Losing the plot

The latest meeting of Respect Hackney underlined the profound crisis of the comrades in the Socialist Workers Party over their role in Respect - they either ignore oppositional voices or they shout them down. Tina Becker reports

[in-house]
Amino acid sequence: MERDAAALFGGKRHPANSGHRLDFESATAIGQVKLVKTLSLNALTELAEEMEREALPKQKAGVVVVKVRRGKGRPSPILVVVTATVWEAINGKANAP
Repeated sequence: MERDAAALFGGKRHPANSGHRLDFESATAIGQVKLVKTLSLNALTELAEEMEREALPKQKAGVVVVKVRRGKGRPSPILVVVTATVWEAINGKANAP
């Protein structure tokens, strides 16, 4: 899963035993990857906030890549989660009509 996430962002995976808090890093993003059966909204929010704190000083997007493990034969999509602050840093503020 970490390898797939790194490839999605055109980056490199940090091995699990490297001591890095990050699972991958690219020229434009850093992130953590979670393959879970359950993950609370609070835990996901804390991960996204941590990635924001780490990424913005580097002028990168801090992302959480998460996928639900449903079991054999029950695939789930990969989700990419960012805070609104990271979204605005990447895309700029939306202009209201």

Around 30 people attended the Hackney Respect meeting on December 7. An overwhelming majority were - as usual - members of the Socialist Workers Party. But this time their level of aggressiveness was markedly increased. Perhaps they no longer feel the need to pretend to be building a pluralist organisation. It had been announced that the meeting would feature a discussion on American civil rights activist Rosa Parks, as well as the May local elections. A request from members of the CPGB to also use the meeting to report back from the November 19-20 Respect conference, which we sent via email a number of days beforehand, was first ignored and later ridiculed. Obviously, SWP members had already been told what to think of the conference. Any non-affiliated, 'normal' person attending would have been thoroughly put off and alienated by the comrades' behaviour - but then there weren't any. The opening by Donna Guthrie was a workmanlike introduction to the life of Rosa Parks. She was not properly introduced by the chair (presumably because most people in the room know her as a longstanding SWP comrade), but thanks to Google we know that she used to be involved in the SWP's Anti-Nazi League - now dissolved into the more mainstream Unite Against Fascism, for which she works full-time. Comrade Guthrie quite rightly emphasised Rosa Parks' leftwing credentials in order to reclaim her for our own movement. She pointed out that comrade Parks was not just a "tired old woman who was too knackered to give up her seat on a bus", which was the story her daughter was taught at school. "If you know the real history of Rosa Parks you can see how outrageous it is for pro-war hacks like Condoleezza Rice to try and present Rosa as one of theirs. She belongs firmly to our movement." Pete Gillard (SWP) reminded the meeting that only a few months before her brave refusal to give up her seat for a white man, comrade Parks had attended a two-week seminar at the Highlander Research and Education Center in Tennessee, which was set up and run by the Communist Party of the USA. She later described how the training had helped her to understand that in order to win civil rights for black people, they had to unite with their white brothers and sisters and also fight for the civil rights of white people. Anne Mc Shane of the CPGB pointed out that the story of Rosa Parks showed how the limited democracy we enjoy today "has been won from below and was not handed to us from above". Therefore, it was to be welcomed that Respect conference had adopted a self-critical motion which highlighted the absence of gay, lesbian and transgender rights in Respect's manifesto for the 2005 general election. This led to the first SWP sneers, but this was nothing compared to the reaction we got later on. The contribution of SWP member Julie Waterson was a little more extravagant, to put it mildly. The former ANL leader claimed that the situation for black people today "is a lot worse than it was in the 1960s, in the USA as well as in Britain". In her opinion, black people today have greater trouble getting jobs than they did 40 years ago: "The only people who have not been given their jobs back after the Gate Gourmet strike are the black trade union leaders." Comrade Waterson seems to have overlooked the fact that unemployment has doubled, doubled and doubled again. So everyone has more trouble getting a job. What of Gate Gourmet? The vast majority of those on strike also were black and did get their jobs back, albeit with worse conditions. The union officers were sacked because of their role as militant 'troublemakers', not because of the colour of their skin. Racism still exists, but it is self-denuding to pretend that the nature of bourgeois ideology never changes - or to ignore the existence of official anti-racism. In the second part of the meeting, Respect secretary and SWP member Mike Simons explained how "the election strategy adopted at Respect conference" would be acted upon locally at the council elections in May 2006. "We can get three or four councillors elected in Hackney," he said, and there should be no more than 10 or 12 local candidates. This was the line laid down at the conference by George Galloway and John Rees: concentrate resources in seats where we can win, rather than standing in as many wards as possible in order to spread Respect's message to the maximum number of people. For Respect in its current form, this is also a question of survival. SWP leaders need to get a number of local councillors elected in order to prove - mainly to their own comrades - that Respect is successful. They need to show that all the programmatic sacrifices have been worth it; that SWP members were right to vote against immigration controls, play down a woman's right to choose an abortion, and to drop gay rights. Apart from George Galloway's election to parliament, however, Respect has so far not exactly been a runaway success story; and even this had more to do with the man himself than the organisation he represents. The official membership figure stands at around 3,500 - far from a mass organisation, especially as in reality even this figure seems to be rather inflated, judging by the turnout at local and national meetings. No trade unions have affiliated to Respect, nor has the organisation any roots in wider society. It is currently only successful in areas with a large muslim population. Even that could change quickly. With the slow recovery of the Tory Party it is possible that many muslim leaders, even in Tower Hamlets and Newham, will choose once again to back the Labour Party. Clearly, not a few in the SWP are acutely aware of Respect's shortcomings. Winning a significant number of councillors is therefore crucial to SWP leaders, in order to help continue to put off any open rebellion within the membership. But in all likelihood such a success will turn out to be a double-edged sword. There are no democratic mechanisms in place to exercise control over the actions of councillors. The SWP majority voted down a CPGB motion at Respect conference that tried to ensure that representatives would be accountable to the whole organisation. Councillors with an SWP membership card will undoubtedly be acting under its discipline (most of the time, at least), but what about those from a non-working class background? Without any democratic control and accountability, they could end up voting for all sorts of policies, which will only increase the tensions within the SWP over its whole approach to the Respect popular front. And tense the comrades are - evidently so at the Hackney meeting. Anne Mc Shane criticised the fact that we had no report-back from the conference - after all, at two pre-conference meetings, comrades in Hackney had discussed motions and amendments. She also suggested that the local executive should publish minutes or at least reports that, for example, could inform the membership of the decisions taken at conference. Her suggestions were met with almost hysterical hostility. Comrade Mark Thomas said that "it would be nice to have a chat about such issues", but "everybody who is serious about Respect" knows that "what now matters is the local elections" and that we should not waste our time talking about the Respect conference or democratic procedures. This was echoed by Dean Ryan, an SWP member who has stood for Respect in a number of local elections: "Most normal people do not want to be part of local committees or read and circulate minutes," he said. "Some people really make me laugh. They talk about democracy all the time, but when it really matters they are not there. Where are you when we are distributing leaflets and organising stalls?" he asked. If the comrade was truthful, of course, he would have to admit that most of these consist of the weekly SWP paper sale, supplemented with the odd leaflet from Respect. When CPGB comrades volunteered a few weeks back to help with a stall, it turned out the local organiser had no Respect material at all - the comrades are not in the habit of organising any Respect stalls locally. And even if we had done nothing else but run Respect stalls and distribute leaflets, the comrades would still sneer at the CPGB. It is after all the Weekly Worker that reminds them every week of their opportunist trajectory. Gareth Jenkins, a longstanding SWP middle cadre, also found it hard to suppress his anti-CPGB sentiment: "Respect is not a propaganda exercise and this is not the time for a tiny section to slag off the majority." Especially if criticism is "coming from those people for whom islam is the main enemy". With my curiosity awakened, I interrupted the comrade, asking who he could mean. "Well, you've replied, so you're in the frame now, aren't you?" he snarled, cheered on by Julie Waterson, clapping and whooping. Attempting to discredit the opposition with invented claims, however absurd, is an integral and important part of this sect's DNA. The steeper the decline, the more ridiculous the lies it has to make up. It got worse. Towards the end of the meeting, one SWP member explained excitedly that Respect would be running a stall on behalf of Make Poverty History the following Saturday and asked for volunteers. Dean Ryan, all fired up by his previous attack on the CPGB, shouted out, to the laughter of his comrades: "So Anne, where are you going to be this Saturday?" "I'm at the Peace Conference. Where are you?" she replied. This provoked the increasingly irate Julie Waterson to tell us loudly to "shut up". Amusingly, it turned out that comrade Ryan would be at neither event, as he admitted that he was having to "sort some stuff out". Clearly, this is not the behaviour of an organisation that is confident about its current trajectory. Even a member of the International Socialist Group found it all rather hard to swallow and confessed to us afterwards that "they are really out of order at the moment". And that's saying something.